The performance of the mighty Matilda’s at the 2023 FIFA World Cup has taken Australia by storm – and well it should. Their journey here has been long and hard-fought. After many years of sacrifice and perseverance, these dedicated athletes are finally getting the attention they deserve, and catapulting women’s soccer to the forefront of minds not just across Australia, but the world.
It’s hard to deny the electricity in the air, the excitement and the anticipation that has continued to build with each match. To be able to hear players talk about what it means to them to finally be recognised, to be able to look out into the packed crowds at the faces of children, knowing the impact that they are having on young hearts and minds, inspiring and empowering them to see themselves in the players, to maybe go on to be the next generation of professional athletes… the pride and emotion they feel is palpable, and contagious.
This is what sport is all about.
Sport is deeply entrenched in Aussie culture – it is at its core, an activity that unifies, inspires, excites and empowers, and celebrates skill, determination and focus.
Sport should always be a consensual competition between two or more opposing sides, with a set of rules understood by all participants and a shared objective.
To show ‘good sportsmanship’ is to be respectful, fair and ethical.
With all of this in mind, it may help to explain why the word ‘sport’ is often co-opted in an attempt to make animal cruelty more palatable to a caring (and largely sport-loving) Aussie audience.
When duck shooters say ‘sport’ = they mean mass wildlife cruelty & slaughter.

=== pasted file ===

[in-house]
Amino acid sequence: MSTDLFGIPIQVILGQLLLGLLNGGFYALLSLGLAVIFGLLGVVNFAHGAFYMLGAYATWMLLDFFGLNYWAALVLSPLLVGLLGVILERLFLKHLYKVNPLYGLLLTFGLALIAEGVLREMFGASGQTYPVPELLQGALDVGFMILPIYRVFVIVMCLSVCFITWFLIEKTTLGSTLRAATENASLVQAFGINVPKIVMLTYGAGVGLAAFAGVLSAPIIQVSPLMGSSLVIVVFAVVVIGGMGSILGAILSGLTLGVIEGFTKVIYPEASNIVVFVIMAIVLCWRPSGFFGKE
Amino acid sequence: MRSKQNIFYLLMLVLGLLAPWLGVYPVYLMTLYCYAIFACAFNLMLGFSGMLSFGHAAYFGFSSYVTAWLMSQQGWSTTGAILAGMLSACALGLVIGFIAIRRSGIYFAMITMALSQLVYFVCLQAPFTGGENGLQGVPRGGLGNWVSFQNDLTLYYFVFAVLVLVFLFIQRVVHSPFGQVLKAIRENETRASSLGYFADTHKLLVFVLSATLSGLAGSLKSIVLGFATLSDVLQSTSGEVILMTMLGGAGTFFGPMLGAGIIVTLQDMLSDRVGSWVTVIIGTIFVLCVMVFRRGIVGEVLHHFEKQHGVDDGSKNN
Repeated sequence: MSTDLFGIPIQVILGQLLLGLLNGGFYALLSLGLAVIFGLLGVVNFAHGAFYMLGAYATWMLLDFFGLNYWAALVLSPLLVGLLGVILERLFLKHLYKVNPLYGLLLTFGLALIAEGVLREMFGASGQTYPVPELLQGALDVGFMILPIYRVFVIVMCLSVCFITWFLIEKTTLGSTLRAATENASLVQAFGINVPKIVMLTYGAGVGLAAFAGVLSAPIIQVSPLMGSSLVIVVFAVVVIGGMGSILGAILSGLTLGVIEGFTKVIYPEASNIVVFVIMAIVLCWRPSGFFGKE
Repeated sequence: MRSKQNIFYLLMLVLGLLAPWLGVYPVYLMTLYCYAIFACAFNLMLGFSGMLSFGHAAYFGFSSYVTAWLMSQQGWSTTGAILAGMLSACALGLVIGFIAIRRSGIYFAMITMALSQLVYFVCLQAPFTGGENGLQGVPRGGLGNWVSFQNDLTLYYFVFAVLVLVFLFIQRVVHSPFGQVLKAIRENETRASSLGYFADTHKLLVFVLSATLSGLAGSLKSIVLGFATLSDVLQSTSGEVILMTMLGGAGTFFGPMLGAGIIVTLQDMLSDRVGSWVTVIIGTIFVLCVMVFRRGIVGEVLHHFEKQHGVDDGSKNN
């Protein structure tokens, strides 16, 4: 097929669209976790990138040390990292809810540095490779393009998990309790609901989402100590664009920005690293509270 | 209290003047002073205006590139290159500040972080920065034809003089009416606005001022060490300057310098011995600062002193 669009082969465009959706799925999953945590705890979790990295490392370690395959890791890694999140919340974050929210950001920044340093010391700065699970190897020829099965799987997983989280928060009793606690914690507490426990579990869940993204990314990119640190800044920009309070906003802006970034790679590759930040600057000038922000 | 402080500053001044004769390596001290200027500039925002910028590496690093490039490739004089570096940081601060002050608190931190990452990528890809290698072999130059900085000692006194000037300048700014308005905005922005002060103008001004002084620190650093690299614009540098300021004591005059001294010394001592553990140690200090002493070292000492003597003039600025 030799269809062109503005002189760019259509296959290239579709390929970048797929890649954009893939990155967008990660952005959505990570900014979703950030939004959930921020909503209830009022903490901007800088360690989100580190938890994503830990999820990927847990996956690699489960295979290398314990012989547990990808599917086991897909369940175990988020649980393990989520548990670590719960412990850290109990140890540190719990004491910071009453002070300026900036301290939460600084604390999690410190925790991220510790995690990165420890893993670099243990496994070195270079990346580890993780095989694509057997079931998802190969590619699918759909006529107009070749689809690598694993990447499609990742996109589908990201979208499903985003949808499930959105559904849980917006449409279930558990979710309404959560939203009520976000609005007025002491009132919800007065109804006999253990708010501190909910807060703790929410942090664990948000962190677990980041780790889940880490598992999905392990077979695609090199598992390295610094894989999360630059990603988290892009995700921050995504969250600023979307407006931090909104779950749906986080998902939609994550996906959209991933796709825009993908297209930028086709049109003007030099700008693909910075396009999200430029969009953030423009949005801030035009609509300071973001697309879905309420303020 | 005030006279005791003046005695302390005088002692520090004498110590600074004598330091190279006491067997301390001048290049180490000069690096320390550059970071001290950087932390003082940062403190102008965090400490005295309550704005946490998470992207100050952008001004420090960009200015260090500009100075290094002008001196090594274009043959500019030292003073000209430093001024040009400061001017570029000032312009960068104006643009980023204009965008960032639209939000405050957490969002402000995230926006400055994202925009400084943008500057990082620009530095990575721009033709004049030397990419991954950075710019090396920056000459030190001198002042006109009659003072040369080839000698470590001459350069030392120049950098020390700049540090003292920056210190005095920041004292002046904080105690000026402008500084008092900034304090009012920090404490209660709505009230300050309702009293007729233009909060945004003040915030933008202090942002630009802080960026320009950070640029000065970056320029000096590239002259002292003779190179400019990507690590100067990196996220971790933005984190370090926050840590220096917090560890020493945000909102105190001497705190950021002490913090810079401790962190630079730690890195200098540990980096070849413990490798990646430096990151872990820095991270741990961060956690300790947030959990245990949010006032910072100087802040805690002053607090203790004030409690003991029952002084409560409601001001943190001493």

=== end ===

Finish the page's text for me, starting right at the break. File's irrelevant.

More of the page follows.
It has to be hard work trying to convince people that shooting native ducks – vulnerable gentle animals already struggling to survive – is an okay thing to do. Imagine having a conversation with an average person and telling them you’re spending the weekend spraying shotgun pellets in the air at your local wetland, in the hopes you’ll seriously injure a native animal so badly that they will die, or at least fall out of the sky close enough to you that you can chase her down, pick her up by her head and swing her around by her neck until she’s dead.
It can’t be easy defending recreational native duck shooting – which is probably why a lot of shooters and those who defend this brutal activity like to refer to it as ‘sport’.
Animal cruelty aside – there’s minimal to no actual skill required to shoot ducks in Victoria, with a written ‘Waterfowl Identification’ test only requiring 75% accuracy and only requiring testing every 25 years. Juniors and international visitors don’t even have to sit the test – meaning they can legally fire shotguns at waterbirds without demonstrating any knowledge of which species are protected. It’s no wonder that every year a recreational duck shooting season is announced, endangered and protected birds are illegally killed. In 2017 an astonishing 113 Freckled ducks – one of the world’s rarest species of waterbird – were slaughtered by ‘recreational’ shooters in Victoria alone.